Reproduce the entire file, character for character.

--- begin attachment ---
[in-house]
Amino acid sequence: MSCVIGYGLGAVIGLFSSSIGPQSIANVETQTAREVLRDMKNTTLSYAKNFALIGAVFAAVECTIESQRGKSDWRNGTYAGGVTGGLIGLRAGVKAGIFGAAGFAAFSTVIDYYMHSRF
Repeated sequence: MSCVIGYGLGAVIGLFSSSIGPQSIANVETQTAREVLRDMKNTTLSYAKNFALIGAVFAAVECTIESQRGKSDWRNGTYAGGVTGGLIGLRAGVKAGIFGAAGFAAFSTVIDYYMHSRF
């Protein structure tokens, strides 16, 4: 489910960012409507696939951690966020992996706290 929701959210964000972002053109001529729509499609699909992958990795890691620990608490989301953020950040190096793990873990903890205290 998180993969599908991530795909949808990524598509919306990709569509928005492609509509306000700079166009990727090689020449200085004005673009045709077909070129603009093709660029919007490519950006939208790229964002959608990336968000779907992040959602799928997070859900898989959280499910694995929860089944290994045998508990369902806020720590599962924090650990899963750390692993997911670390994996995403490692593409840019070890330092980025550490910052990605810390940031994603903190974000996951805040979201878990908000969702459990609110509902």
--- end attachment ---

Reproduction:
[in-house]
Amino acid sequence: MSCVIGYGLGAVIGLFSSSIGPQSIANVETQTAREVLRDMKNTTLSYAKNFALIGAVFAAVECTIESQRGKSDWRNGTYAGGVTGGLIGLRAGVKAGIFGAAGFAAFSTVIDYYMHSRF
Repeated sequence: MSCVIGYGLGAVIGLFSSSIGPQSIANVETQTAREVLRDMKNTTLSYAKNFALIGAVFAAVECTIESQRGKSDWRNGTYAGGVTGGLIGLRAGVKAGIFGAAGFAAFSTVIDYYMHSRF
């Protein structure tokens, strides 16, 4: 489910960012409507696939951690966020992996706290 929701959210964000972002053109001529729509499609699909992958990795890691620990608490989301953020950040190096793990873990903890205290 998180993969599908991530795909949808990524598509919306990709569509928005492609509509306000700079166009990727090689020449200085004005673009045709077909070129603009093709660029919007490519950006939208790229964002959608990336968000779907992040959602799928997070859900898989959280499910694995929860089944290994045998508990369902806020720590599962924090650990899963750390692993997911670390994996995403490692593409840019070890330092980025550490910052990605810390940031994603903190974000996951805040979201878990908000969702459990609110509902």